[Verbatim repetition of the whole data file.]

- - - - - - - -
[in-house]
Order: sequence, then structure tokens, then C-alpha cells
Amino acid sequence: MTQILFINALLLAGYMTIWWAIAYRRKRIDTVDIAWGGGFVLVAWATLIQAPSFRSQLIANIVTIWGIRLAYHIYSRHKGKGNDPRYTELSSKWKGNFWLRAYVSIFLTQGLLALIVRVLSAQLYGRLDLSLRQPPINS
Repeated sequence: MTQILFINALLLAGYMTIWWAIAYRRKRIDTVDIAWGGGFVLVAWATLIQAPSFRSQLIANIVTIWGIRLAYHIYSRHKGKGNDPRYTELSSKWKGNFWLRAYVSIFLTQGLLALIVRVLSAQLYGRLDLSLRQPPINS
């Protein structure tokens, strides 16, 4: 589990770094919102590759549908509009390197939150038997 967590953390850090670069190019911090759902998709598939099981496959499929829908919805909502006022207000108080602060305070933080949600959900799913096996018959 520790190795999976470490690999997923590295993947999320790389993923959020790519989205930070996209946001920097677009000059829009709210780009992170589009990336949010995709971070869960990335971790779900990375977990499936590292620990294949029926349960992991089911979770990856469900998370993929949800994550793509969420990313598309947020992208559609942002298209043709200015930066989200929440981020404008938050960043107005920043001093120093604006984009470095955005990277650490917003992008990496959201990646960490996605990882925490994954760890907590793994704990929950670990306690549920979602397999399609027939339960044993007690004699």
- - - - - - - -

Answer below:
[in-house]
Order: sequence, then structure tokens, then C-alpha cells
Amino acid sequence: MTQILFINALLLAGYMTIWWAIAYRRKRIDTVDIAWGGGFVLVAWATLIQAPSFRSQLIANIVTIWGIRLAYHIYSRHKGKGNDPRYTELSSKWKGNFWLRAYVSIFLTQGLLALIVRVLSAQLYGRLDLSLRQPPINS
Repeated sequence: MTQILFINALLLAGYMTIWWAIAYRRKRIDTVDIAWGGGFVLVAWATLIQAPSFRSQLIANIVTIWGIRLAYHIYSRHKGKGNDPRYTELSSKWKGNFWLRAYVSIFLTQGLLALIVRVLSAQLYGRLDLSLRQPPINS
């Protein structure tokens, strides 16, 4: 589990770094919102590759549908509009390197939150038997 967590953390850090670069190019911090759902998709598939099981496959499929829908919805909502006022207000108080602060305070933080949600959900799913096996018959 520790190795999976470490690999997923590295993947999320790389993923959020790519989205930070996209946001920097677009000059829009709210780009992170589009990336949010995709971070869960990335971790779900990375977990499936590292620990294949029926349960992991089911979770990856469900998370993929949800994550793509969420990313598309947020992208559609942002298209043709200015930066989200929440981020404008938050960043107005920043001093120093604006984009470095955005990277650490917003992008990496959201990646960490996605990882925490994954760890907590793994704990929950670990306690549920979602397999399609027939339960044993007690004699």